Tools for managing anxiety and depression

Woman writing in blank notebook with semicolon tattoo on her wrist. This is a symbol of having survived depression and anxiety.

Guest post by Dr Carol Percy

Anxiety is a common human experience, and the current COVID-19 crisis is anxiety-provoking for most of us. That may be more so for you if you already had issues with anxiety and/or depression before COVID-19. Not everyone with PCOS will develop anxiety or depression, but we know many of you do experience both of these.

There are already some really helpful resources out there that have been prepared by experts – whether government organisations or patient/mental health charities. Here is a collection of information advice we hope you will find useful:

Public Health England has issued advice for the public on mental health and wellbeing in the context of COVID-19. This includes things you can do to stay as well as possible, physically and mentally while you are staying at home. There is also advice on practical issues, such as getting vital supplies, financial concerns and caring for others. 

NHS Every Mind Matters also has advice and resources for supporting your wellbeing while staying at home, with links to NHS-recommended helplines, and advice on managing anxiety, mood and trouble sleeping. There are onward links to some self-help activities, e.g. cognitive behaviour therapy (CBT) and mindfulness. There are also links for urgent support. 

The mental health charity Mind has published specific guidance on coronavirus and wellbeing, including for those who already have a diagnosis of anxiety, depression (or other mental health issues) and are already receiving treatment. Key points are to keep taking any medication as prescribed and to continue to access your treatment and support from health professionals where possible. It’s true that the crisis has affected the way some services run, but many health professionals are working to provide continued access to their patients, including by telephone and newer online technologies.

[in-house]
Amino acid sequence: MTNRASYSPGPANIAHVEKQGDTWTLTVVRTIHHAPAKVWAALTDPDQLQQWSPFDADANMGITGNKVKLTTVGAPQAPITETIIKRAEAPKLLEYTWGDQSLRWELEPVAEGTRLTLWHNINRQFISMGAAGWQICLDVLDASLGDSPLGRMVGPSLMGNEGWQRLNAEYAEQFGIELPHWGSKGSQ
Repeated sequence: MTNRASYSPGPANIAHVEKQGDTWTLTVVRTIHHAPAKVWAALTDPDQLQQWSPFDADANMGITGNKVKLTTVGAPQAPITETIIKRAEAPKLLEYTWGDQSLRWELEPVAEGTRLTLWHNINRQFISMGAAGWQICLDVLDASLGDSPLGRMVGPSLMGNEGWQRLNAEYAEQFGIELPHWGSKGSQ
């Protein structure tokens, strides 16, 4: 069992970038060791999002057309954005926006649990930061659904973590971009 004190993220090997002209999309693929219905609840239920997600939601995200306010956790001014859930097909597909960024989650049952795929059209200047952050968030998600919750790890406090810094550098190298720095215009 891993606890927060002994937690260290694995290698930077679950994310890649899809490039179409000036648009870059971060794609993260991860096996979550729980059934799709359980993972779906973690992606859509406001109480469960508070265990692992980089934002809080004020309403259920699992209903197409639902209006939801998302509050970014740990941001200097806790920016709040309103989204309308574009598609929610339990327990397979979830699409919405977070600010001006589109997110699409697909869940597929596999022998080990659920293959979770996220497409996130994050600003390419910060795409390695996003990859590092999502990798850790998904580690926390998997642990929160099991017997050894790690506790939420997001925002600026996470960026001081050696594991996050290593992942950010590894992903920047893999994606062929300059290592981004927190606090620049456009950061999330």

The Royal College of Psychiatrists has information, advice and some self-help resources for both depression and anxiety. Their site has a list of ‘Books on prescription’ that includes therapies and approaches such as CBT and mindfulness, as well as recommended books on depression, anxiety, stress, sleep, grief and health anxiety. 

If you find online discussion forums helpful, HealthUnlocked has a PCOS UK (Verity) forum where you can talk to other people and share experiences of PCOS, treatment and concerns. As well as getting support yourself you may also find that you’re helping others. You can keep up with Verity and get peer support via the Verity social media streams. Local groups can also be found on Facebook.

We know Verity supporters have a huge range of talent, skills and enthusiasm. If you have time and resources you might find volunteering helps others and helps you feel better too.  If you do volunteer, keep following the latest government advice on social distancing and self-isolation, and remember to look after your own safety, wellbeing and that of others. We are all looking out for each other at this very tough time, and we’re looking forward to continuing our support for you when we’re through this crisis.